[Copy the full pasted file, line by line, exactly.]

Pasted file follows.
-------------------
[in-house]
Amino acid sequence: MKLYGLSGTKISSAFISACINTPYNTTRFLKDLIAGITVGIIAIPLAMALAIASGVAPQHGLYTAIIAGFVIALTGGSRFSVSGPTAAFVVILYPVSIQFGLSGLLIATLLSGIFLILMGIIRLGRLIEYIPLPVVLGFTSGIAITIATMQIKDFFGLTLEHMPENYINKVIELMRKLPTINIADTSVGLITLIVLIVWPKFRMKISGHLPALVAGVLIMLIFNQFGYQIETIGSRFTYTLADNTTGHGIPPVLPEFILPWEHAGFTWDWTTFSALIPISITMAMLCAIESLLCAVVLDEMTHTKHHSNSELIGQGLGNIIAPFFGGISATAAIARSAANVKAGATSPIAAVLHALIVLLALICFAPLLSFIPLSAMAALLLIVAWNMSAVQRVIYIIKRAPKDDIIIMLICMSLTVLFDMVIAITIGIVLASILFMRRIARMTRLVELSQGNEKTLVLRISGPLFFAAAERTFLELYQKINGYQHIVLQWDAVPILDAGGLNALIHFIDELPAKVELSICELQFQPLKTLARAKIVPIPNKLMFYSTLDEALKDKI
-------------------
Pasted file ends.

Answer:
[in-house]
Amino acid sequence: MKLYGLSGTKISSAFISACINTPYNTTRFLKDLIAGITVGIIAIPLAMALAIASGVAPQHGLYTAIIAGFVIALTGGSRFSVSGPTAAFVVILYPVSIQFGLSGLLIATLLSGIFLILMGIIRLGRLIEYIPLPVVLGFTSGIAITIATMQIKDFFGLTLEHMPENYINKVIELMRKLPTINIADTSVGLITLIVLIVWPKFRMKISGHLPALVAGVLIMLIFNQFGYQIETIGSRFTYTLADNTTGHGIPPVLPEFILPWEHAGFTWDWTTFSALIPISITMAMLCAIESLLCAVVLDEMTHTKHHSNSELIGQGLGNIIAPFFGGISATAAIARSAANVKAGATSPIAAVLHALIVLLALICFAPLLSFIPLSAMAALLLIVAWNMSAVQRVIYIIKRAPKDDIIIMLICMSLTVLFDMVIAITIGIVLASILFMRRIARMTRLVELSQGNEKTLVLRISGPLFFAAAERTFLELYQKINGYQHIVLQWDAVPILDAGGLNALIHFIDELPAKVELSICELQFQPLKTLARAKIVPIPNKLMFYSTLDEALKDKI